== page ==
Zach has shown a lot a promise, and he has an innate ability to take on any musical genre in which he is interested. The separations of styles are not obvious on first listen. Only after reading the press sheet after listening to the album 20 plus times did I realize it was meant to be broken in half. I think if he keeps pushing the boundaries in both directions new vs. old he should have an interesting career. I almost wish both halves of this album were expanded to full length projects or both influences were combined on a third album. Zach, you have your assignment for your next project. If you do not like my review check out what some senior citizens from Fishtown in Philly thought of it here. (Ba Da Bing Records) (Dan Cohoon)
This album is all the more touching because of the passing of Johnithin Christ one of the co-founder's of Savage Jaw Records. This album is testament to his good tastes. This album is dark, broody & beautiful. Andy Brown the main man behind this project is a veteran in the basement of the underground rock movement, harkening all the way back to his participation in Jessamine. This band appeared on the land mark Drunken Fish compilation, Harmony of the Spheres, an inestimably important album.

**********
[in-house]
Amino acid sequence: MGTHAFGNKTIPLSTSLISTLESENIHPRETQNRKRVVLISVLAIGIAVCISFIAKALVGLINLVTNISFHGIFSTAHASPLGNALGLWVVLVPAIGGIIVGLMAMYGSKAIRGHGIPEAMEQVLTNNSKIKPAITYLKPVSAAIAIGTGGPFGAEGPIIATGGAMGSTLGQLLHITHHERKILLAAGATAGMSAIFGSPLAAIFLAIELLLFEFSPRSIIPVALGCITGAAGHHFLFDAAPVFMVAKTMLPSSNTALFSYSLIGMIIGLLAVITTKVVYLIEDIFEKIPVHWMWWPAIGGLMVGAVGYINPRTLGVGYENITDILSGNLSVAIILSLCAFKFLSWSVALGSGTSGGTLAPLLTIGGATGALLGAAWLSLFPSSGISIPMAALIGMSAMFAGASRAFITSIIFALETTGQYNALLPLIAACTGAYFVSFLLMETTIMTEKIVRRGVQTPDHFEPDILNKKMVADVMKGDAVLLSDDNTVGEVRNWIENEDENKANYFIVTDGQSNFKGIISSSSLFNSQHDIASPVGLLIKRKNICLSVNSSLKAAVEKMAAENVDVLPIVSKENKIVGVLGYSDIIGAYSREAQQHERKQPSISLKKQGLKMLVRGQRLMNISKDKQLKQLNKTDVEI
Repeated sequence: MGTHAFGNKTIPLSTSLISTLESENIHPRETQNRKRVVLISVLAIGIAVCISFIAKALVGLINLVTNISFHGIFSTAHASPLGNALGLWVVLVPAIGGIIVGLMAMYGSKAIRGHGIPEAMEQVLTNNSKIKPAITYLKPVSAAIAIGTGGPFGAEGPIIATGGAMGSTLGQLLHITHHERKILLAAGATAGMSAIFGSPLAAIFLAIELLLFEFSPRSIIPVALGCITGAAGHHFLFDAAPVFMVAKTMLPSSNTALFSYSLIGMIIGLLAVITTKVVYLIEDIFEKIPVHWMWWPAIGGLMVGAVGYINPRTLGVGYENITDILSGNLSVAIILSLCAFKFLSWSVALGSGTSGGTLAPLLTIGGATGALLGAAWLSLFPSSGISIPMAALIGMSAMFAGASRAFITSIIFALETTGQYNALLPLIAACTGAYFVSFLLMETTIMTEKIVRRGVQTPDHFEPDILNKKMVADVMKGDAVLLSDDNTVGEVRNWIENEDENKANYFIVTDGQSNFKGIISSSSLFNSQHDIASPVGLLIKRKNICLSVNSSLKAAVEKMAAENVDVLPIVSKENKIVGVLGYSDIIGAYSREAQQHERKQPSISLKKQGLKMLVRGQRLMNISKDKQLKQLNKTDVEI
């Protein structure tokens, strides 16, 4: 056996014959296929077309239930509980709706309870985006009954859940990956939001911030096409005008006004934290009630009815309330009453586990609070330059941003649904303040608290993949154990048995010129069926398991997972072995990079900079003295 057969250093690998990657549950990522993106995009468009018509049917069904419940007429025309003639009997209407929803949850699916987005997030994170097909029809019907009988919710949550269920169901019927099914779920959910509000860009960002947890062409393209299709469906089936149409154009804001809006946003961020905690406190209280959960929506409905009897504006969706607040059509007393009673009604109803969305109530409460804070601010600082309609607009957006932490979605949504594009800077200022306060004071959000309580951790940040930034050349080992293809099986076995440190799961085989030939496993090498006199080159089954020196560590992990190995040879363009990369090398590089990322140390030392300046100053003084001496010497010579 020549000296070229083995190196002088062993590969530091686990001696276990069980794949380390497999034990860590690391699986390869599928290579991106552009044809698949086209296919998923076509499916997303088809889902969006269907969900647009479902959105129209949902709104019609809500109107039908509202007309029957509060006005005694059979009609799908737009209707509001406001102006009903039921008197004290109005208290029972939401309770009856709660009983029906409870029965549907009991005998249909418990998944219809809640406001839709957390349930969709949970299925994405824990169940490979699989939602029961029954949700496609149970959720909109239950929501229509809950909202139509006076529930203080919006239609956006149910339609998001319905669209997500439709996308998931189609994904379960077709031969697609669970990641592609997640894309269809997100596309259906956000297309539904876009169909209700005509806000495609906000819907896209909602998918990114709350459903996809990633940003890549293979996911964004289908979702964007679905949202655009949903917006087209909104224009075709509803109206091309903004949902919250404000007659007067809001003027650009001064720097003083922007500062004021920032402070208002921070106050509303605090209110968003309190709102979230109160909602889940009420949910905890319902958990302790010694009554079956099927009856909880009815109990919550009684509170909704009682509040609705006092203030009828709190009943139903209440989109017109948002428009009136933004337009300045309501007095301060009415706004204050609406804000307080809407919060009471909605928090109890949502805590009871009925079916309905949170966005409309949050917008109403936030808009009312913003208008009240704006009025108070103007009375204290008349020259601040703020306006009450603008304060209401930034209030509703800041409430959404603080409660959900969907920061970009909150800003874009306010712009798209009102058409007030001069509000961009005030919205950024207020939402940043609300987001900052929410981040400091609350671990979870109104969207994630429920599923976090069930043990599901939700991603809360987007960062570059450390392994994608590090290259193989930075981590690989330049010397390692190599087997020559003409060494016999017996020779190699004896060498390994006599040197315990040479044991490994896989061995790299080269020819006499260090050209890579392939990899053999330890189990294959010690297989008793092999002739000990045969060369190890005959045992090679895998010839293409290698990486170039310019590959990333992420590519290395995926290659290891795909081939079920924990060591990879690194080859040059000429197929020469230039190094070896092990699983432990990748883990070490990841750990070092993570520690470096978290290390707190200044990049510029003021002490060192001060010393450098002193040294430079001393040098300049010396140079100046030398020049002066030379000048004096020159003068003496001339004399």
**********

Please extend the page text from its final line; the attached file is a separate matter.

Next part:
On this album, Andy is in good company. Besides the other members of Dave Tollefson & Jason Frank, the trippy magical duo of Monte & Mae (of Rollerball & Moodring fame) also grace this album. The album opens with “Rarefied Air”, which features swirling bass sounds & keyboard wails that channels the spirit of Kraut Rock. It is as fleeting as it is heavy. “Times New Roman” is still dour, even with the sounds of an accordion breaking the facade. The vocals come in with the lyric, “It is my last chance, give me one more year.” Mae harmonizes beautifully with Andy. It is as heart- breaking as it is beautiful. Suspira is a very different song. While I would not call it upbeat, there is a very tangible drive to this song. Mae sings, “In the Canyon” The wood wind instrument winds itself through snake like bass lines & drum beats. At one point the woodwind nearly goes into a free jazz freak out but still manages to ride within the waves of the rhythm of the song.
“Sacred Geometry” features heavily delayed vocals, keys, drums & a guitar letting out squeals of feedback. Mae's vocals are at their most ethereal and meld well with Andy's slightly monotone vocalizations. “Remote Viewing” features Mae in her full on lounge singer mode, if said lounge was on the banks of the river Styx. It goes into a nice tunnel of delay and feedback with the drummer keeping things moving until the abrupt end. “Cymatics” is a much more abstract piece. A thudding digital keyboard and Andy's swirling vocals create a thick fog that hangs in the air until a keyboard line starts leading the way out of this delightful morass. “Determinacy” is the most pop-y song off the album so far. It feels like dub caught in molasses, which is a surprisingly pleasant sensation. Listeners might catch themselves bobbing their heads or tapping their toes to this one.